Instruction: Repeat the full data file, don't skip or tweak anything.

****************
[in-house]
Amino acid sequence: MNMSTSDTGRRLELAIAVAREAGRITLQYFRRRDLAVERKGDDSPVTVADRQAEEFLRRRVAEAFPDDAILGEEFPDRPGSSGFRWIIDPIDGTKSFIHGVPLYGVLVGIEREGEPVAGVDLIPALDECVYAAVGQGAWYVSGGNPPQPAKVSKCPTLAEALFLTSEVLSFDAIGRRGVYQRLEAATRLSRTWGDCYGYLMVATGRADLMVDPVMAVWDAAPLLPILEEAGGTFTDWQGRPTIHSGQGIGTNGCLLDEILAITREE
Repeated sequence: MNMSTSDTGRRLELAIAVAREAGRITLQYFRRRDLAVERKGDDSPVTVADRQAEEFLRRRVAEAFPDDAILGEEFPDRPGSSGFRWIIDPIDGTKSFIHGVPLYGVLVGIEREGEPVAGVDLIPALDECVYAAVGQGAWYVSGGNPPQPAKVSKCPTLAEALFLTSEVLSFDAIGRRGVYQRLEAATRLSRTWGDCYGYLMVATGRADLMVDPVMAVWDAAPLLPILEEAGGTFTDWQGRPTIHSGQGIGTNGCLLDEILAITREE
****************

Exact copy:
[in-house]
Amino acid sequence: MNMSTSDTGRRLELAIAVAREAGRITLQYFRRRDLAVERKGDDSPVTVADRQAEEFLRRRVAEAFPDDAILGEEFPDRPGSSGFRWIIDPIDGTKSFIHGVPLYGVLVGIEREGEPVAGVDLIPALDECVYAAVGQGAWYVSGGNPPQPAKVSKCPTLAEALFLTSEVLSFDAIGRRGVYQRLEAATRLSRTWGDCYGYLMVATGRADLMVDPVMAVWDAAPLLPILEEAGGTFTDWQGRPTIHSGQGIGTNGCLLDEILAITREE
Repeated sequence: MNMSTSDTGRRLELAIAVAREAGRITLQYFRRRDLAVERKGDDSPVTVADRQAEEFLRRRVAEAFPDDAILGEEFPDRPGSSGFRWIIDPIDGTKSFIHGVPLYGVLVGIEREGEPVAGVDLIPALDECVYAAVGQGAWYVSGGNPPQPAKVSKCPTLAEALFLTSEVLSFDAIGRRGVYQRLEAATRLSRTWGDCYGYLMVATGRADLMVDPVMAVWDAAPLLPILEEAGGTFTDWQGRPTIHSGQGIGTNGCLLDEILAITREE